The VMS package comes standard with support for most common control-network technologies, and Prism Systems' software development team can provide support for almost any type of serial and/or network-based device. As a result, the company easily integrated the vessels' legacy devices and technology into the control architecture. As old and new technology interfaced effectively, it allowed users to adapt to the VMS's more sophisticated control devices. “Most customers want to keep as much of their legacy infrastructure as possible, so our main goal is to provide a system that interfaces easily,” explains Keith Jones, president of Prism Systems.

The VMS package manages all key elements of vessel operation. Its functionality spans a variety of areas including machinery alarm and power management, as well as tank-level monitoring and control of valves and pumps. It uses a redundant Siemens PLC design to make the system more reliable and fault-tolerant. Its visually-rich operator interface allows ease of handling and reduces training time for operators. Ethernet communications among PLCs and servers are redundant to ensure that an exchange of critical information occurs in a timely fashion. Also, all PLC and operator-interface hardware is powered by an uninterruptible power supply (UPS) to add fault-tolerance.

VMS operator-interface systems are deployed in multiple locations, such as the pilothouse, engine room, and captain's and engineer's staterooms. With readily accessible information on the current status of vessel equipment, crew members can watch over systems throughout the ship. Operators can easily monitor and control various valves and pumps for cargo handling and quickly respond to alarms from multiple locations. Beyond helping the crew avoid hazardous situations, such immediate response prevents unnecessary wear and tear, adding efficiency and safety for equipment and personnel.

Durability and adaptability with low maintenance costs are central issues for OSV owners. The VMS had to offer potential for upgrades while interfacing with legacy equipment and functions. This is particularly important for large ships. Prism Systems chose a redundant, distributed Profibus I/O architecture which could accommodate additional functionality in an existing installation and allow engineers to expand the system easily.

Prism Systems' engineering manager Ron Knight explains the advantages of such architecture: “A VMS installation reduces the amount of cabling that must be pulled back to a central location, which makes it less vulnerable, less expensive to install, and allows easier access for alterations and repairs.” Because the VMS collects and controls I/O data over redundant, industry-standard control networks (primarily Profibus and AS-i), it integrates more easily with existing systems and allows easier training and adaptation for the vessel's control personnel. In fact, the VMS supports a variety of additional connectivity to provide seamless communication to manufacturer-supplied monitoring equipment, such as Modbus, RS-232, RS-485, etc.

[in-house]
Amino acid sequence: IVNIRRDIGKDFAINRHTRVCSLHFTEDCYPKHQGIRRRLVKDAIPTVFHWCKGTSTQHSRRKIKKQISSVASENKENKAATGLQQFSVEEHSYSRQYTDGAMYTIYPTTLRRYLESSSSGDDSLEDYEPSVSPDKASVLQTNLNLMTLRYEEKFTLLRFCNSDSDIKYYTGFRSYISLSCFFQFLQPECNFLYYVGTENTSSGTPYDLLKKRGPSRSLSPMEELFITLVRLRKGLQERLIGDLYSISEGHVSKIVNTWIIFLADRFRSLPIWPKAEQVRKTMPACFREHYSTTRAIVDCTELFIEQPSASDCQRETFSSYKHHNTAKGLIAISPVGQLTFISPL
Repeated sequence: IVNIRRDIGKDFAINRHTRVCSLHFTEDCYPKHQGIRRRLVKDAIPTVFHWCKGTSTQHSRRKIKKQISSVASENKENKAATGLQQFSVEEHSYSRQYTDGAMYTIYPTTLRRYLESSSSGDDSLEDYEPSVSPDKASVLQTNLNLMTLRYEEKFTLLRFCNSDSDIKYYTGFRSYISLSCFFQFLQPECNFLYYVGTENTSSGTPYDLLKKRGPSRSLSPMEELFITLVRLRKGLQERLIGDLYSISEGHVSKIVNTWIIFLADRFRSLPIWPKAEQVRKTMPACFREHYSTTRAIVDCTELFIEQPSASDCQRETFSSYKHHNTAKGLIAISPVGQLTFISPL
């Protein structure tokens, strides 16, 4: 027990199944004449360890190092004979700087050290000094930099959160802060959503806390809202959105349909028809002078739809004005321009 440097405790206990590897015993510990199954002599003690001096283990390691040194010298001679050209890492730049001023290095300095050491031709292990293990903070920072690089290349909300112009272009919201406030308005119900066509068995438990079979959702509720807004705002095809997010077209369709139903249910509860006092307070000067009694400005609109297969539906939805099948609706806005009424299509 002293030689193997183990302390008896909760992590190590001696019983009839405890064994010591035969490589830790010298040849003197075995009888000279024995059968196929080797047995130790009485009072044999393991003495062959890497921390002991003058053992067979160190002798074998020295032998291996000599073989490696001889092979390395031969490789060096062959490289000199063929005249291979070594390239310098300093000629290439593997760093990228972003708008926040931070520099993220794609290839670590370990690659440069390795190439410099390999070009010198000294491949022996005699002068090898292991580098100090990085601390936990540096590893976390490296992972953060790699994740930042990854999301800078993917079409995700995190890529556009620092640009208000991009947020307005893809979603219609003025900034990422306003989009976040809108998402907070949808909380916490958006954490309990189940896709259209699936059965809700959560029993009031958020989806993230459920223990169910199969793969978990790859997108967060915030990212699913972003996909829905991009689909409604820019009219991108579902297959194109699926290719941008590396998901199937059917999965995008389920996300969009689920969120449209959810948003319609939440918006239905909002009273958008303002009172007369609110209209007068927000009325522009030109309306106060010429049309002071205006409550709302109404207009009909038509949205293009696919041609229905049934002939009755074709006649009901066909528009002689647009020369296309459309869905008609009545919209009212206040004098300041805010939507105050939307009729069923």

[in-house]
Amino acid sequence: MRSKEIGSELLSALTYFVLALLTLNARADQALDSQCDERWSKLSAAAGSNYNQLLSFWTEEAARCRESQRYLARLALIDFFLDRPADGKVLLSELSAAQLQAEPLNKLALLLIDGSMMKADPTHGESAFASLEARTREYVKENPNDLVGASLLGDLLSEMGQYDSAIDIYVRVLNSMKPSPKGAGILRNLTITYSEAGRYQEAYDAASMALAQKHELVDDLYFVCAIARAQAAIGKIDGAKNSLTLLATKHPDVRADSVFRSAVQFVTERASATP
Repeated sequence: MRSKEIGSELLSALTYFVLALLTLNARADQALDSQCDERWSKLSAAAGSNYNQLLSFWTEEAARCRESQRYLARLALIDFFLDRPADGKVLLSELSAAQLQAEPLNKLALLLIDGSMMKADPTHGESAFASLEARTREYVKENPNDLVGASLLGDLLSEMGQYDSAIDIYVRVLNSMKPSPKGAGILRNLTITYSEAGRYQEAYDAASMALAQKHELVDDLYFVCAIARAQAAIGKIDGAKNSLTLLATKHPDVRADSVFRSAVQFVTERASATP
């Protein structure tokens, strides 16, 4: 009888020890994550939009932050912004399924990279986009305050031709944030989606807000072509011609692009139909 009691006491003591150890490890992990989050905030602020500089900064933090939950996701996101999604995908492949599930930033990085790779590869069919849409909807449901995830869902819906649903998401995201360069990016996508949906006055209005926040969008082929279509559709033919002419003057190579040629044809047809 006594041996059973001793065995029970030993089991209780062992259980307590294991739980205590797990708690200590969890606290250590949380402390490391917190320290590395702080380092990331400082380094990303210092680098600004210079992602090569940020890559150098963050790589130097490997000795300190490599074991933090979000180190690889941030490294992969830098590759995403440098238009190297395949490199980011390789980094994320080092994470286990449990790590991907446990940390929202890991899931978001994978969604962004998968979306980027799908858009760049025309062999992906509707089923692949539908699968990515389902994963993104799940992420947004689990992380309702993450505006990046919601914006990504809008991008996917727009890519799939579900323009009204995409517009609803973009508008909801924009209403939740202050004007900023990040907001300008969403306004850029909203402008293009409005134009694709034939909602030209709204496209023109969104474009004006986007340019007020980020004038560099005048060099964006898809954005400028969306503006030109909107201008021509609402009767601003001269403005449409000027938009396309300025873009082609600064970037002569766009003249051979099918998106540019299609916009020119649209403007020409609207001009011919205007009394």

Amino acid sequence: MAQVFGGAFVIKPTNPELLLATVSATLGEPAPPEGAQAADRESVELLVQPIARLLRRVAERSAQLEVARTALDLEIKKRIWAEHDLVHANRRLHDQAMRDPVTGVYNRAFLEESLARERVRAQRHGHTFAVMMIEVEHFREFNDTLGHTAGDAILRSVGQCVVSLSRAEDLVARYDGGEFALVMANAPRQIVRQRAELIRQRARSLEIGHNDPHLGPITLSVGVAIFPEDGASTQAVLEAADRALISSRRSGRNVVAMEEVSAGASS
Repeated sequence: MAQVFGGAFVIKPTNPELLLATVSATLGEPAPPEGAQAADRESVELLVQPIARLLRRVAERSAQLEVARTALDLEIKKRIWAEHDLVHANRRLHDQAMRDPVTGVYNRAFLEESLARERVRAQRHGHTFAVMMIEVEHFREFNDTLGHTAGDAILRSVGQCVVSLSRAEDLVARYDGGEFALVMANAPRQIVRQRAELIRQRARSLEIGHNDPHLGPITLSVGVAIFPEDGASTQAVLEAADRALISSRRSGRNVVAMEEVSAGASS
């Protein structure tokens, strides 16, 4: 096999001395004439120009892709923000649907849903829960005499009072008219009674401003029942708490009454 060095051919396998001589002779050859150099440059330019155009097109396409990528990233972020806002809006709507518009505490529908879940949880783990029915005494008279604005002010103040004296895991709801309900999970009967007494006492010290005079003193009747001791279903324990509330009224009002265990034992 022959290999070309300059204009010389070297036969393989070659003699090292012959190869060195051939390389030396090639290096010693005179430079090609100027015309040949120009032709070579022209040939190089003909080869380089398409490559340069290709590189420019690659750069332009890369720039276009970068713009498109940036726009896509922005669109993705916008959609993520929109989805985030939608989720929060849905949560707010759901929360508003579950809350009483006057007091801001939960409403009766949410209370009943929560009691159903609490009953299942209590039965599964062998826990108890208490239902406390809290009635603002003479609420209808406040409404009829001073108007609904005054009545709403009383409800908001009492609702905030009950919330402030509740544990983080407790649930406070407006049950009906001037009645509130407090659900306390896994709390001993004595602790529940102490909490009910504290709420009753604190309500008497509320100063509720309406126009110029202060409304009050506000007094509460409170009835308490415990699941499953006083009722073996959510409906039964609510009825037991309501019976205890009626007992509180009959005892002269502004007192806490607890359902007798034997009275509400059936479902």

For Bender Shipbuilding's OSVs, Prism Systems' VMS package includes alarm, data collection, and integrated control systems, all accessible via central operation station consoles. The machinery alarm functions monitor multiple systems, such as the diesel generators, propulsion drive units, bow thrusters, and bilge and tank levels; displaying alarms at various VMS workstations throughout the vessel. Any alarm is immediately sent via Profibus to the alarm-system and power-management processors, thus allowing fast and easy response by operators.

The integrated control system oversees power management functions and dynamic positioning interfacing. The data collection system, which co-resides with the alarm system, monitors tank levels for vessel stability analysis. The VMS continuously monitors these critical areas, allowing personnel to respond more quickly to dynamic and potentially dangerous situations on board ship.

“When they are sitting next to the oil rig and any significant wind gust or wave action could propel the ship into the platform,” Grimmell notes, “the crew needs to be able to monitor all systems centrally, and they need a system that responds quickly to any problems.” The Prism interface monitors the new and prior systems.

Bender Shipbuilding's new VMS reduced vessel operating costs, improved efficiency, adding adaptability and user-friendliness to produce and maintain offshore vessels. This allows vessel operators to train and retrain easily as the vessel's systems remain current with simple upgrades. ce

Author Information

Michael Darnell is vice president, sales & marketing, for Prism Systems Inc., Mobile, AL;